SA schools get free science education

2012-11-19 14:15
SA schools will receive access to science learning material. (Duncan Alfreds, News24)

SA schools will receive access to science learning material. (Duncan Alfreds, News24)

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Johannesburg - A free web-based educational resource has become available to help uplift the quality of mathematics and science teaching in South African schools.

Software company SAS Institute said in a statement on Monday that its Curriculum Pathways programme could improve the quality of scientific education in SA.

"The World Economic Forum has released its annual report on financial development, which placed SA 62nd out of 62 countries assessed for the quality of their maths and science education," it said in a statement.

"The department of basic education is urgently seeking solutions to address this problem... this [programme] is a much needed intervention..."

SAS vice-president for the Middle East and Africa, Riad Gydien, said the programme was available for free in SA as part of the company's corporate social investment activities.

"In South Africa, where there are significant problems in the education system, especially with maths and science, SAS Curriculum Pathways offers a solution that supports and augments the education system to address those gaps," he said.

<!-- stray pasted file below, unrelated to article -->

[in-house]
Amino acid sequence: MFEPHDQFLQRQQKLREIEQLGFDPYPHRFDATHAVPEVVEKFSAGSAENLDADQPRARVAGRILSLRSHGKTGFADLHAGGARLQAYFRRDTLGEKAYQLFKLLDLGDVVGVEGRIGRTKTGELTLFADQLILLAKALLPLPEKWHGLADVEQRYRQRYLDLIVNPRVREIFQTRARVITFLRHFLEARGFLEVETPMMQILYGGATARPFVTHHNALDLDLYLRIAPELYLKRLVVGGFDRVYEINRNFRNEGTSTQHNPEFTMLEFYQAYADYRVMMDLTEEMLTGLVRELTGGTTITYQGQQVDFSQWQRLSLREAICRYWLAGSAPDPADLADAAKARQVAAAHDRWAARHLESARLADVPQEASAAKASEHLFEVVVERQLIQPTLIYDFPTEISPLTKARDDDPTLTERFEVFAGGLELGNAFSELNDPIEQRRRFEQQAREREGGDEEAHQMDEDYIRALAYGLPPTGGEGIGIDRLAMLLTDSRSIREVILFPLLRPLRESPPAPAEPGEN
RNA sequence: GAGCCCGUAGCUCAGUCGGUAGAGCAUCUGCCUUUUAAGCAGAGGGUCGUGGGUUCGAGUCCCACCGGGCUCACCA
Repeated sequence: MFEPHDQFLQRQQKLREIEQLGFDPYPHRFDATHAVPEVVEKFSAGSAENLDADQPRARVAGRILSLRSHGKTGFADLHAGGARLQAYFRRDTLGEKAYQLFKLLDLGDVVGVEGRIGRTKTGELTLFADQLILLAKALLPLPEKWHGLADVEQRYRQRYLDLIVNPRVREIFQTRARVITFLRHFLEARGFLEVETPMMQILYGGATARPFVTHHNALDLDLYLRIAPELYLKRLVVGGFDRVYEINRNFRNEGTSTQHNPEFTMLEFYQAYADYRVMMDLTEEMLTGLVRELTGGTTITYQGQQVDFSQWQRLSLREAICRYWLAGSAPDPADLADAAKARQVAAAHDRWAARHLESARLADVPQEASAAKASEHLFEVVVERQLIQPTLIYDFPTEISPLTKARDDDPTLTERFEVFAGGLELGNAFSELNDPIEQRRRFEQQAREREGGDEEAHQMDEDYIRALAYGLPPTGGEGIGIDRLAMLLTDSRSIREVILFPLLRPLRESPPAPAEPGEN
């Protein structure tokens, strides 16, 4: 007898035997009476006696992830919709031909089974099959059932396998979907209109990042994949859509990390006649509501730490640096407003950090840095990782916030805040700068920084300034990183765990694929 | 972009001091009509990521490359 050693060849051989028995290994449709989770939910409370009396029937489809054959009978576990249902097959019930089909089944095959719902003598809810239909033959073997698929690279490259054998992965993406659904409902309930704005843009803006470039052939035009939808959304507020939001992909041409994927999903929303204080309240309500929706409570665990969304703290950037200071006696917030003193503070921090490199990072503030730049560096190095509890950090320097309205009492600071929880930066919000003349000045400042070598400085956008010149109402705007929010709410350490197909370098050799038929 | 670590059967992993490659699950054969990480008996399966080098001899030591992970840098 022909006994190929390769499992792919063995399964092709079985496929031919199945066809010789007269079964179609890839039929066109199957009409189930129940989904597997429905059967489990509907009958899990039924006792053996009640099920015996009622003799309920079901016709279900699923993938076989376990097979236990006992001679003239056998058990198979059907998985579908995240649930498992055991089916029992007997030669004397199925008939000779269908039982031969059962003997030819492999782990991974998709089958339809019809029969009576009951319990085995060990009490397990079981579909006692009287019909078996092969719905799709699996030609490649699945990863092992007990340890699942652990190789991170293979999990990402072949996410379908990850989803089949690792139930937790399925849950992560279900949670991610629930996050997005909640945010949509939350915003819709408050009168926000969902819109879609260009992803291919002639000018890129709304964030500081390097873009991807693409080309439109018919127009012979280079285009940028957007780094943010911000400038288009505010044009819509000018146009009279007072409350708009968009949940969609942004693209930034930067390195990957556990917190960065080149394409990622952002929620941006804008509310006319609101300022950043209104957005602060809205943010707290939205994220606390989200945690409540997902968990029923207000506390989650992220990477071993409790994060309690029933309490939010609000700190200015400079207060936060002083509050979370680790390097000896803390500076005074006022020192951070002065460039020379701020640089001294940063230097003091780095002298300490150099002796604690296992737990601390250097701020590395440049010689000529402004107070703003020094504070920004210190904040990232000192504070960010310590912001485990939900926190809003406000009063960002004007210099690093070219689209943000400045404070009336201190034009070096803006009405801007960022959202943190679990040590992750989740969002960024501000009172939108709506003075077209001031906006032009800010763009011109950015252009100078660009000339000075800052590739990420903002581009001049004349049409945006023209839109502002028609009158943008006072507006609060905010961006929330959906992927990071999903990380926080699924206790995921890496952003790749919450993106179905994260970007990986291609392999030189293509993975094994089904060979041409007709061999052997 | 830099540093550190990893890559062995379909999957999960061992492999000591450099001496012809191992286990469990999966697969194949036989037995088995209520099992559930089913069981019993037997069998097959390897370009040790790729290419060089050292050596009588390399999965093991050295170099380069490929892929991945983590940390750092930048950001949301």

The company spent $75m (R663m) on developing the programme.

It provides interactive, standards-based resources in English, arts, maths, science, social studies and Spanish for grades six to 12.

The resource comes in two versions - one for teachers and the other for students.

With the programme, pupils learn by using virtual labs, diagrams, poetry, dialogues, historical documents and narrated and captioned videos.

SAS said it was forming partnerships with non-governmental organisations to provide the hardware and connectivity to enable pupils to use the resource.

Several tertiary institutions had registered for their free licence to use Curriculum Pathways in their previously disadvantaged individual teacher development programmes.

They would use it in their bridging courses for students not fulfilling all the requirements in maths and science.
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